Waiting time data are collected at a specialty level. The latest available data for trauma and orthopaedics, which include hip surgery in Leicestershire, Warwickshire and England are shown in the table.

Commissioner based trauma and orthopaedics waiting time information at the end of February 2007
Organisation name
Leicestershire County and Rutland Primary Care Trust (PCT) Leicester City Teaching PCT Warwickshire PCT All England

Total number waiting





Number waiting:

Over 20 weeks





Over 26 weeks





Percentage waiting:

Over 20 weeks





Over 26 weeks





Department of Health, Monthly Monitoring

Healthcare-acquired Infections

14. Mr. Kidney: To ask the Secretary of State for Health if she will take further steps to improve the public awareness of how to prevent healthcare-acquired infections. [133187]

Mr. Ivan Lewis: We already provide information for the public on healthcare associated infections and the “Health Act 2006 Code of Practice for the Prevention and Control of Health Care Associated Infections” requires Trusts to provide suitable patient information. Additional new materials to help Trusts improve local public awareness are due this summer.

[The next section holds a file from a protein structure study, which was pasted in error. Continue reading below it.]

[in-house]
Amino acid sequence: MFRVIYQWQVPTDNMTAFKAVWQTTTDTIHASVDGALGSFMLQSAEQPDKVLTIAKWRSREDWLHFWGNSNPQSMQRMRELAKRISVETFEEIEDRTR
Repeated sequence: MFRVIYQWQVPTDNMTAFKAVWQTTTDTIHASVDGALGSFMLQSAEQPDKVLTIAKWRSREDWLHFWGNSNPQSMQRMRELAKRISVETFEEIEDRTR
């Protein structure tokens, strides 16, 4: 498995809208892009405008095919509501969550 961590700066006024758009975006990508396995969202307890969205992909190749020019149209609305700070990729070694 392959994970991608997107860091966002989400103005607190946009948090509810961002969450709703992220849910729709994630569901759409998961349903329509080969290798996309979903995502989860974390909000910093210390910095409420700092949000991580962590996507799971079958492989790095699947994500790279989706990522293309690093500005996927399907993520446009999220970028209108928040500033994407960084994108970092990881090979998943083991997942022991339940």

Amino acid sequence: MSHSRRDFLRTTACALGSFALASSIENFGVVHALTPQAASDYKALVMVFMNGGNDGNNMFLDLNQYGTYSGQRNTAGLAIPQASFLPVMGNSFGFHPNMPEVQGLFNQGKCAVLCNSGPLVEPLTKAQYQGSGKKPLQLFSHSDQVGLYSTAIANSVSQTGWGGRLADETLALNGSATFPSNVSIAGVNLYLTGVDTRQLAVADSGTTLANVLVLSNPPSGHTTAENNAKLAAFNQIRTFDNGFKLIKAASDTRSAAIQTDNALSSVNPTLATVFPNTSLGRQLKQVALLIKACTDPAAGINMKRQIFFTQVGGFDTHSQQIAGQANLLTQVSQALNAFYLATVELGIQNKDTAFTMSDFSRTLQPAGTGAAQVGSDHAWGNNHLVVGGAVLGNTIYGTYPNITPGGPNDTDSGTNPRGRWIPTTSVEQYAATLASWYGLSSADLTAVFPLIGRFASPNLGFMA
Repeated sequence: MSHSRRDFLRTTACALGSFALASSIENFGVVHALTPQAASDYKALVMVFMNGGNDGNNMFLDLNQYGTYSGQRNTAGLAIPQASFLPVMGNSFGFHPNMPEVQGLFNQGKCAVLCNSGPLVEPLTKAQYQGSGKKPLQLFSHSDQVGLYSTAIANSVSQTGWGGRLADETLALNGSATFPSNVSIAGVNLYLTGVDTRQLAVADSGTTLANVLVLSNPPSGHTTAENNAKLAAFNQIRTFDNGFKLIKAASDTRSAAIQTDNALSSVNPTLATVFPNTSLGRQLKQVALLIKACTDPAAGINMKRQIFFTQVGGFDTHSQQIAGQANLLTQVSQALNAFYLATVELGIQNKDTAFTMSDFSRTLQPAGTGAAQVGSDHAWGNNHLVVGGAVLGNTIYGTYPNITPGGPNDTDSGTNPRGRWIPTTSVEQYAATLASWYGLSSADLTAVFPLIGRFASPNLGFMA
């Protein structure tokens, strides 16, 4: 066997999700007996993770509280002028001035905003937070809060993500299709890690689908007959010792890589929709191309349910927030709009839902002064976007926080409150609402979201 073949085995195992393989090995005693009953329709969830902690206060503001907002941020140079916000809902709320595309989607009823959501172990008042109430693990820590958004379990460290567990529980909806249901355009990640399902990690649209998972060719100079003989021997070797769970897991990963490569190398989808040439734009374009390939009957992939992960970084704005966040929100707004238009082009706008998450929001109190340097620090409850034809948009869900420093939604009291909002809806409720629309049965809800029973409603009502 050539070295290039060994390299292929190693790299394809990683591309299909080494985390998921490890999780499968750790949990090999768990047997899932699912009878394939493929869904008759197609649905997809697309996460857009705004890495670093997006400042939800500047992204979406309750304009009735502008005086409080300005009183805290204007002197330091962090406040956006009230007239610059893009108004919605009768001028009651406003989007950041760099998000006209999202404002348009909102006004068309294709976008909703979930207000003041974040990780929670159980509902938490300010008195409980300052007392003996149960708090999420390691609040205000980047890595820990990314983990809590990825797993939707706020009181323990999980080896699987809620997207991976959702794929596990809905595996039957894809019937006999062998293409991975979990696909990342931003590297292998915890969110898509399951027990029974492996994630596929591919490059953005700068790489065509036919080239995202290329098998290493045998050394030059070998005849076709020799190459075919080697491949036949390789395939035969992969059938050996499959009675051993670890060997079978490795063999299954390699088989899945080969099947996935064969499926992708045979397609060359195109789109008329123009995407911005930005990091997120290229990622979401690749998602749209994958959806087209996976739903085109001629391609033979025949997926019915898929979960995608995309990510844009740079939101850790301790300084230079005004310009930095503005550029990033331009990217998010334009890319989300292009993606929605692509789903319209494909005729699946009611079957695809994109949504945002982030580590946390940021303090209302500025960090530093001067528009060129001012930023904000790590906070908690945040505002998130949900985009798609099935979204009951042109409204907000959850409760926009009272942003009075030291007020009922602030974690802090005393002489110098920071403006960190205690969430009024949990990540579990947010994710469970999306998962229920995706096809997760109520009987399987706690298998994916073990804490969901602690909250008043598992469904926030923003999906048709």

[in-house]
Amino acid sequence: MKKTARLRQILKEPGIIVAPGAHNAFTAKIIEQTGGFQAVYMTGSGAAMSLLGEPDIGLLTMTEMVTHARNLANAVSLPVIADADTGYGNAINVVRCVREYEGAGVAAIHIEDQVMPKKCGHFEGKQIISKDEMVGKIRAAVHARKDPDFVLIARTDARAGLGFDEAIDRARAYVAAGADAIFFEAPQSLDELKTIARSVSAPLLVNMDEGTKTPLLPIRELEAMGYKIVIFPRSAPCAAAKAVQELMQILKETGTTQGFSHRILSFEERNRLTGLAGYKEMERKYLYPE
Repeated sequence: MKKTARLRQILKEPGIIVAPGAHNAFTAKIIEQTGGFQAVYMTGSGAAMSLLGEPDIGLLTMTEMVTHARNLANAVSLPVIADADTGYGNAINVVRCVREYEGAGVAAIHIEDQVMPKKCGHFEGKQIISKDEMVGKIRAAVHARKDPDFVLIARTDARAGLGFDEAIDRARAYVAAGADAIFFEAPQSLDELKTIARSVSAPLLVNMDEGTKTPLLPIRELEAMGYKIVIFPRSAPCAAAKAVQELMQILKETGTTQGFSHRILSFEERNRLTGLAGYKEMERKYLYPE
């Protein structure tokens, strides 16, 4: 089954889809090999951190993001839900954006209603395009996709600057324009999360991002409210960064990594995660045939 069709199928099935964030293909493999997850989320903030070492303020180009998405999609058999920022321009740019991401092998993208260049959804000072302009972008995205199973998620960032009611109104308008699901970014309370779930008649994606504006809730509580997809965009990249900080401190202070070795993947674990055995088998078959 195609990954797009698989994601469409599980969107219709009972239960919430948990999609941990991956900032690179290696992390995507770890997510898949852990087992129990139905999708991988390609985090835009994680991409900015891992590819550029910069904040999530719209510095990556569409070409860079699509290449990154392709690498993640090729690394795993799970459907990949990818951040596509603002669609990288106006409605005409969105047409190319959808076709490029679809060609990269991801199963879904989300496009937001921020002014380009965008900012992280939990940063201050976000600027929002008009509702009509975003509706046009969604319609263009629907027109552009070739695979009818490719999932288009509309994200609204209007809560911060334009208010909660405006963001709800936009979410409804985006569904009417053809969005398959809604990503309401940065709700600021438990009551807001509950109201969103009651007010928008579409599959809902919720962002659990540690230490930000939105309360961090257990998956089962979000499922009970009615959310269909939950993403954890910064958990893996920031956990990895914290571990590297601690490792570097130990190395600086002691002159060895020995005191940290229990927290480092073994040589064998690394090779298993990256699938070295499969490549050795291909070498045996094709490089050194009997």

Mr. Laurence Robertson: To ask the Secretary of State for Health what steps she is taking to reduce the incidence of hospital-acquired infection in Gloucestershire. [133179]

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Mr. Ivan Lewis: Gloucestershire Primary Care Trust is working in partnership with Gloucestershire Hospitals National Health Service Foundation Trust on infection control. The foundation trust has produced a detailed action plan which was assessed by my Department's meticillin resistant Staphylococcus aureus Improvement Programme Review Team on 6 March 2007, and the local NHS continues to monitor the situation.

Health Visitors

15. Mr. Burstow: To ask the Secretary of State for Health what recent assessment she has made of the availability of health visitors; and if she will make a statement. [133188]

Mr. Ivan Lewis: The latest published census showed the headcount number of health visitors in England has increased by over 400 or 3 per cent. since 1997 to over 12,800 in 2005.

Community Hospitals and Services